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Theor Appl Genet. 2011 Jan;122(1):49-61. doi: 10.1007/s00122-010-1421-7. Epub 2010 Aug 18.

A core collection and mini core collection of Oryza sativa L. in China.

Author information

1
Key Laboratory of Crop Genomics and Genetic Improvement of Ministry of Agriculture, Beijing Key Laboratory of Crop Genetic Improvement, College of Agronomy and Biotechnology, China Agricultural University, Beijing, 100193, China.

Abstract

The extent of and accessibility to genetic variation in a large germplasm collection are of interest to biologists and breeders. Construction of core collections (CC) is a favored approach to efficient exploration and conservation of novel variation in genetic resources. Using 4,310 Chinese accessions of Oryza sativa L. and 36 SSR markers, we investigated the genetic variation in different sized sub-populations, the factors that affect CC size and different sampling strategies in establishing CC. Our results indicated that a mathematical model could reliably simulate the relationship between genetic variation and population size and thus predict the variation in large germplasm collections using randomly sampled populations of 700-1,500 accessions. We recommend two principles in determining the CC size: (1) compromising between genetic variation and genetic redundancy and (2) retaining the main types of alleles. Based on the most effective scheme selected from 229 sampling schemes, we finally developed a hierarchical CC system, in which different population scales and genetic diversities allow a flexible use of genetic resources. The CC, comprising 1.7% (932) of the accessions in the basic collection, retained more than 85% of both the SSR and phenotypic variations. A mini core collection, comprising 0.3% (189) of the accessions in the basic collection, retained 70.65% of the SSR variation and 76.97% of the phenotypic variation, thus providing a rational framework for intensive surveys of natural variation in complex traits in rice genetic resources and hence utilization of variation in rice breeding.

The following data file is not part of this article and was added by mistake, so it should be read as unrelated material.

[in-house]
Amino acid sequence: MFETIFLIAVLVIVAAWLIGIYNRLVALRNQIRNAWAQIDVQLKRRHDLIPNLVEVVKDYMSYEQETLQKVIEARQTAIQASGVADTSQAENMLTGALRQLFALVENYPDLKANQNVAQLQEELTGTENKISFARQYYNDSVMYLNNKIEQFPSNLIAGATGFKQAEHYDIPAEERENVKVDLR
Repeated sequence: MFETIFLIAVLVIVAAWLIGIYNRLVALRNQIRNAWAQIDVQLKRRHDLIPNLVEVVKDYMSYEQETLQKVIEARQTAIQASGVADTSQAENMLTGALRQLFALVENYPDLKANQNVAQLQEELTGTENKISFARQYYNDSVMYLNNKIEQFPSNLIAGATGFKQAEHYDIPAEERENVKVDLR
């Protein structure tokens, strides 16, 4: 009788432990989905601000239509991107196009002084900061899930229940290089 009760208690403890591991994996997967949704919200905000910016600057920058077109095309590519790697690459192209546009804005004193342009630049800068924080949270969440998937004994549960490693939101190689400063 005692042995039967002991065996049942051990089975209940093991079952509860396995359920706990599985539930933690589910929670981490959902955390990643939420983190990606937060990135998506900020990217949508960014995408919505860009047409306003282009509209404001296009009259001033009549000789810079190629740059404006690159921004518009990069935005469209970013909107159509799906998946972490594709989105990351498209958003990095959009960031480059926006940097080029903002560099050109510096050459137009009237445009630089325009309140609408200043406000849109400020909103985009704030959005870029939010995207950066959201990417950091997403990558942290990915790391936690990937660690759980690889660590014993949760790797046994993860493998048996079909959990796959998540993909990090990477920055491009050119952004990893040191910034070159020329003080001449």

PMID:
20717799
DOI:
10.1007/s00122-010-1421-7
[Indexed for MEDLINE]

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